FOUR CONSERVATIVES FORM A BRAINS TRUST
Questions of Topical Interest Answered
An M.P. and three prospective Parliamentary candidates formed a Conservative brains trust—the first to be held in the Dartford Division—at Crayford on Monday. They were Mr. J. Baker White, M.P. for Canterbury, Mrs. Dorothy Welfare, Miss Margaret Roberts, and Mr. Ted Leather (Conservative candidates for Bethnal Green, Dartford and North Somerset respectively.
Written questions were submitted by members of the large audience, and the first, selected at random by the question-master (Mr. J. L. M. Miller), was a topical one: “What does the brains trust think of Mr. Attlee 's statement to the House to-day?”
Mr. Baker White summed up his opinion as, “We expected an outsize axe to be produced, but got something like a pair of nail scissors.”
He said it was difficult to sort it all out at the moment, and any impression he gave now, from a first hearing and a first reading, he might have to revise later. But he thought there were other things that could have been cut, such as Government publicity. This cost £16,000,000 a year and there would have been no harm in cutting it to half.
It was also surprising that nothing had been done about open cost mining. The 1s. charge on prescriptions he thought wise, as it would go some way towards getting rid of the idea that these things were free.
Government Missed an Opportunity
But it seemed to him the Government had missed an enormous opportunity. After all, cutting did not produce incentive, and if they wanted output they had to give people something to work for.
Mrs. Welfare, who described herself as “an ordinary working man's wife—my husband is a house painter,” criticised the £5,000 a year salaries of officials on the Coal Board. She condemned the 1s. prescriptions because she thought the working people were paying quite enough, and considered an incentive should have been provided by a reduction of Income Tax on over time.
Mr. Leather felt quite certain the cuts bore out what they had all been saying for weeks: that there was not one cut or economy that would not have been far better made at least two or three years ago. If they had been made then, they would not be in the shocking position they were in now.
Miss Roberts thought what the Government had done was only a fleabite, and they had not been as ruthless as they should have been. They were not going to abandon their partisan tactics and set the people free with incentives, and as far as cuts on overheads went, they had now started to do what the Tory policy advocated over four years ago.
Mr. Baker White added that one opportunity the Government had missed was to cut the salaries of Ministers and Members of Parliament, as an example to the country.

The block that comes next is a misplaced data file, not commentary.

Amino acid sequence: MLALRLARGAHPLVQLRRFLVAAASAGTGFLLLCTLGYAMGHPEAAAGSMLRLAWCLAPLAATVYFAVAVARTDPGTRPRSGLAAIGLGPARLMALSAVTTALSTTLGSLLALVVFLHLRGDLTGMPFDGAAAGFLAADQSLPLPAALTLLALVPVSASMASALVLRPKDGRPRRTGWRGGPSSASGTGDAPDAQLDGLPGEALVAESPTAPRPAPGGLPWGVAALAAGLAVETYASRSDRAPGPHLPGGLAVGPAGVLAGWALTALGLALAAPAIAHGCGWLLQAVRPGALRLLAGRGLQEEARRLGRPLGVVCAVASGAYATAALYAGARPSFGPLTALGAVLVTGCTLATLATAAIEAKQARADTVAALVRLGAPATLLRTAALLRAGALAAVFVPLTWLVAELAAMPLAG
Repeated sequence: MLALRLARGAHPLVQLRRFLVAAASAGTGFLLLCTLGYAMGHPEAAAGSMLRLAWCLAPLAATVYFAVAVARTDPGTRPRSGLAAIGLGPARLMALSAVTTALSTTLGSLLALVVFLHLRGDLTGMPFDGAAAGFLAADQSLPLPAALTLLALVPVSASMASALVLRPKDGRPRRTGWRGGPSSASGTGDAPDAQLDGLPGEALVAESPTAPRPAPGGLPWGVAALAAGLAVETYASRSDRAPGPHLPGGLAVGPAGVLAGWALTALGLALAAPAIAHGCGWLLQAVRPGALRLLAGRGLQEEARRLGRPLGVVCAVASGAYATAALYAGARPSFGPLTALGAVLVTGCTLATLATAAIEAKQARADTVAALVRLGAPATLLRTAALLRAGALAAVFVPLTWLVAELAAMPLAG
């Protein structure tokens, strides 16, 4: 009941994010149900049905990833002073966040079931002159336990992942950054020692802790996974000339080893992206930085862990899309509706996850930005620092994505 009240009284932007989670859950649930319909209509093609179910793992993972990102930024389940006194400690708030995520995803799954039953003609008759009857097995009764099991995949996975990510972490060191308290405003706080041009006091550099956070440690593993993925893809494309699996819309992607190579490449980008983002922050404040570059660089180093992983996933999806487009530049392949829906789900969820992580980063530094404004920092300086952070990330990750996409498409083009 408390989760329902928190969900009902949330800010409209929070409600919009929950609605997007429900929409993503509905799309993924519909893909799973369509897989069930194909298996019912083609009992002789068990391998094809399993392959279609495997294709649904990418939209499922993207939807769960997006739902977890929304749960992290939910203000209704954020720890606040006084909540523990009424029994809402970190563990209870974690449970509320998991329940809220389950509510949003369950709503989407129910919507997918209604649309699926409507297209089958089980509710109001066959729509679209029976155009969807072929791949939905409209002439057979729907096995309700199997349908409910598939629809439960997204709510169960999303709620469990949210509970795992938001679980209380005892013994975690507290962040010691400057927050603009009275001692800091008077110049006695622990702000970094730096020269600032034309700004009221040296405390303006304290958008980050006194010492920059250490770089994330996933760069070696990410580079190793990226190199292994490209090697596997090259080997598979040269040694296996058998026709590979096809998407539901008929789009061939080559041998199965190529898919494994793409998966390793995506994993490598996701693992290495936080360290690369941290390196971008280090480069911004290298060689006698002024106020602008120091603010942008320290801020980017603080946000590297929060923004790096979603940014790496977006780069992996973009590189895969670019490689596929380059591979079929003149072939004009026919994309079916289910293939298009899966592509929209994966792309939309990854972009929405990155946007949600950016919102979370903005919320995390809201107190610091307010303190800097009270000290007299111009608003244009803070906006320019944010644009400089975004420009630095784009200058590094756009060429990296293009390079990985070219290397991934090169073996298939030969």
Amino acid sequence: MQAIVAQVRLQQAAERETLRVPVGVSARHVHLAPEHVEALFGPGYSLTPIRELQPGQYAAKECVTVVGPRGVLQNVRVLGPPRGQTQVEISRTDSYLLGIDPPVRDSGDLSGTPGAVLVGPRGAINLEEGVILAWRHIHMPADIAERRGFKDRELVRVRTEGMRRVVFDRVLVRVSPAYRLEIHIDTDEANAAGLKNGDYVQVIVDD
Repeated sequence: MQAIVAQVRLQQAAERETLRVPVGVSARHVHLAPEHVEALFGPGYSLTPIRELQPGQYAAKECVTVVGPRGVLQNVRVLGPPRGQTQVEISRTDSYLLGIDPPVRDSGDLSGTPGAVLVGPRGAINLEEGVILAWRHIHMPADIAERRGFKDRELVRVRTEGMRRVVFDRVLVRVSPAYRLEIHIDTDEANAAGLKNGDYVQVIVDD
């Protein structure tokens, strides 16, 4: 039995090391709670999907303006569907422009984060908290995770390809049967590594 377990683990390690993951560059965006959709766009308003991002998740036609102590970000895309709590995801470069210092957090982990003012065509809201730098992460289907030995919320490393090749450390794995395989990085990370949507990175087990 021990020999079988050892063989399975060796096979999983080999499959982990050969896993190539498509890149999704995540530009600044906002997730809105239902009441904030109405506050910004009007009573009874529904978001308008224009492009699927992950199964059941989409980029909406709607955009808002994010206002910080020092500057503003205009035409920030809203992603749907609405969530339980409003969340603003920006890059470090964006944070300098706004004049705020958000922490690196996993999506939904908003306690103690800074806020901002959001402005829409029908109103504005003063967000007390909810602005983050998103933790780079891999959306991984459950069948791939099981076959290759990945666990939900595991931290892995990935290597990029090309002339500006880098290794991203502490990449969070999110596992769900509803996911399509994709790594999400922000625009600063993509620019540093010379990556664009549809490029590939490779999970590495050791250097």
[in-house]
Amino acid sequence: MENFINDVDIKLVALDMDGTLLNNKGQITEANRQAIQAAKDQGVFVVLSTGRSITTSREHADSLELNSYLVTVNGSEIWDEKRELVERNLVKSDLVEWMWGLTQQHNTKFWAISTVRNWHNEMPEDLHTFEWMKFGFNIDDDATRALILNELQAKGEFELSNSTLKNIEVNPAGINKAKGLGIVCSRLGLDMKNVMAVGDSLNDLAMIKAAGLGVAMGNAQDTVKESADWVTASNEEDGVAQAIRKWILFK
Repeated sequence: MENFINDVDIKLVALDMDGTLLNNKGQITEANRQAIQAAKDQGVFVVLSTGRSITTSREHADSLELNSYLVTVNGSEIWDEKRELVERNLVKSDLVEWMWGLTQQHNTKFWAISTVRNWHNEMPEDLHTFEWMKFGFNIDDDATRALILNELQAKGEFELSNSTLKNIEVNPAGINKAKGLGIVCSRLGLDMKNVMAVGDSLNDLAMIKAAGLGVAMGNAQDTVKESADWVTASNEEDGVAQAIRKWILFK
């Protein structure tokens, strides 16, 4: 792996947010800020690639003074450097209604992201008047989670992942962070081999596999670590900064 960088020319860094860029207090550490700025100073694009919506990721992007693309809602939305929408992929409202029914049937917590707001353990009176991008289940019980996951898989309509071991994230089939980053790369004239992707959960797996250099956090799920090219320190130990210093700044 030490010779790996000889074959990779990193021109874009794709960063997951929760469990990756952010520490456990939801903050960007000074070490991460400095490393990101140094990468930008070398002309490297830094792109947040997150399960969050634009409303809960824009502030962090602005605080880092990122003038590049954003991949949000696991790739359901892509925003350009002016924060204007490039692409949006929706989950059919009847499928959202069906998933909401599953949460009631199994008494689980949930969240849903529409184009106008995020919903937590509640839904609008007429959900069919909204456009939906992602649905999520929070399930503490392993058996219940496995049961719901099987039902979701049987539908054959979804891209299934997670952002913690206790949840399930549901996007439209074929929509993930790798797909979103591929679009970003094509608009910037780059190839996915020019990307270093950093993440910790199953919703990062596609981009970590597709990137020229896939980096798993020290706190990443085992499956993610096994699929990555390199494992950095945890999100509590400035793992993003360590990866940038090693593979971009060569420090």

Another topical question was: “What effect will devaluation have on the housewife, and will it result in unemployment?”
Mrs. Welfare replied that devaluation had already hit the housewife, as it was she who had to pay the little bit extra on the loaf, and it was also ‘hitting the old age pensioner. As regards unemployment, she recalled that after the 1914–18 war Germany and Japan had flooded the market with goods cheaper than we could produce them here, and it meant unemployment in Britain. She foresaw this happening again.
Mr. Leather said there was no doubt that the cost of living was bound to go up. The risk of unemployment was greater than before, because increased costs would kill the market for many goods, and unemployment might well be a subsidiary result.
Miss Roberts thought that in spite of devaluation, we should not succeed in closing the dollar gap. She could not see how this could be done by visible exports and imports. The only way was to get the Americans to invest their money through confidence in British business.
Mr. Baker White believed devaluation might result in a ten per cent. rise in the cost of living, and might cause temporary unemployment; but he saw no reason why there should be extensive unemployment if the transition was carried out in a proper fashion.,
“Will Conservatives discontinue payments of children's allowances when they are returned to power?” was another question.
“Certainly not,” replied Mr. Baker White. “Children's allowances were brought in by a Conservative Government.”
To the question, “If the Conservatives are returned to power, would they discontinue subsidies and remove food control?” Miss Roberts replied that they would not abolish rationing or price control on any necessity until there was enough of it to go round.
The next question was, “Is membership of a trade union compatible with support of the Conservative Party?” and, in reply, Mr. Leather produced his own trade union card. He said trade unions were full of Tories, but what they believed was that trade unionists should be trade unionists and not party politicians.
The Trust answered nearly a dozen other questions, and Mr. Miller said they would organise a similar event later on.